Meditation is an ancient practice where the individual trains their attention and awareness to achieve a clear and peaceful state of mind. The practice reduces stress, anxiety and tension, improves focus and enables relaxation. Studies are showing links between knitting and meditation and how actually, the benefits of knitting are akin to meditating.
What Does it Mean to Meditate?
Meditation is a major component of many Eastern religions and there are endless ways to meditate. Essentially, the key is to place one’s attention on something, whether this be the breath, a candle or a mantra. Through this direct attention we are at one with the present moment. It is normal for thoughts to come and go through the mind, however the practice teaches not to attach to these thoughts and instead to keep returning to the focus of our attention. Through this we become less fixed to our ‘monkey mind’.
Knitting & Meditation
So how does this relate to knitting? The act of knitting is in itself a very meditative process. We dedicate time to sit quietly into a chair, and focus our attention on the project at hand. The rhythm of the needles and the concentration required of the craft bring us right into the present moment. There is simply no room to worry and knit simultaneously! The breath rate slows down, the heart rate slows down, we feel soothed and calmer.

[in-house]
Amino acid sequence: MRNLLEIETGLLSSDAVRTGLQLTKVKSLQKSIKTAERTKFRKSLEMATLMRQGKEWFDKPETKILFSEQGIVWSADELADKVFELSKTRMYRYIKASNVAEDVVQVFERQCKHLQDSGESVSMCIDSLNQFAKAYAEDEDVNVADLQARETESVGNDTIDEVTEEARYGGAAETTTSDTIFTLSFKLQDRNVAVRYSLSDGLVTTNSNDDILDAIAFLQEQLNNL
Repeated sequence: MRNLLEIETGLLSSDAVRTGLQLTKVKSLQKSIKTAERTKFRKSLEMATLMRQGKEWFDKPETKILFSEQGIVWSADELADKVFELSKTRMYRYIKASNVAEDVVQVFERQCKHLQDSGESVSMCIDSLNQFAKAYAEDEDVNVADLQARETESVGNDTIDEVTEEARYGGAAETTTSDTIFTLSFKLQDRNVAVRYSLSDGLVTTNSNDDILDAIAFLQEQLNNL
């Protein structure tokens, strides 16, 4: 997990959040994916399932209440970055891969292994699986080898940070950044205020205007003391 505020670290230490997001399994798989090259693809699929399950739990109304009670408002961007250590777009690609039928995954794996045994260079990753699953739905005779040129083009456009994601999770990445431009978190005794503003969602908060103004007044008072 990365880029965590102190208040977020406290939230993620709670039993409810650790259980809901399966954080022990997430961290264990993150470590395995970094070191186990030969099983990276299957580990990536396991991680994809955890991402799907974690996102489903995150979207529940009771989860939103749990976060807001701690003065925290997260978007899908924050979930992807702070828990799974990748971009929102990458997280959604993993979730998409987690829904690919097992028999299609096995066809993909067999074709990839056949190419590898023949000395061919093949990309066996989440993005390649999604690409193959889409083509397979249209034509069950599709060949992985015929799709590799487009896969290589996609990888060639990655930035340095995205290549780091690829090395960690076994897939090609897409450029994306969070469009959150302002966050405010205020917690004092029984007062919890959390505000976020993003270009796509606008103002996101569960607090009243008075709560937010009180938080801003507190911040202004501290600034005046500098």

The Harvard Medical School monitored brain activity of meditation practitioners. The results showed that meditation increases alpha brain waves which are the relaxed brain waves. Herbert Benson, the president of the Mind/Body Medical Institute, calls this the ‘relaxation response’. This is the opposite of the ‘fight or flight’ response, which someone suffering from anxiety or high stress levels may be experiencing. Studies are now showing how knitting has the same effect on soothing the nervous system, lowering cortisol levels (the stress hormone) and increasing dopamine (the happy hormone). The wonderful consequence of this is that knitting can be considered a meditative practice that can help to alleviate symptoms of anxiety, depression and other mental health disorders.
We would love to hear your thoughts on this article. Do you find knitting is a meditative practice? Does knitting help you feel calmer? Get in touch….
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Image credits: Laura Metheney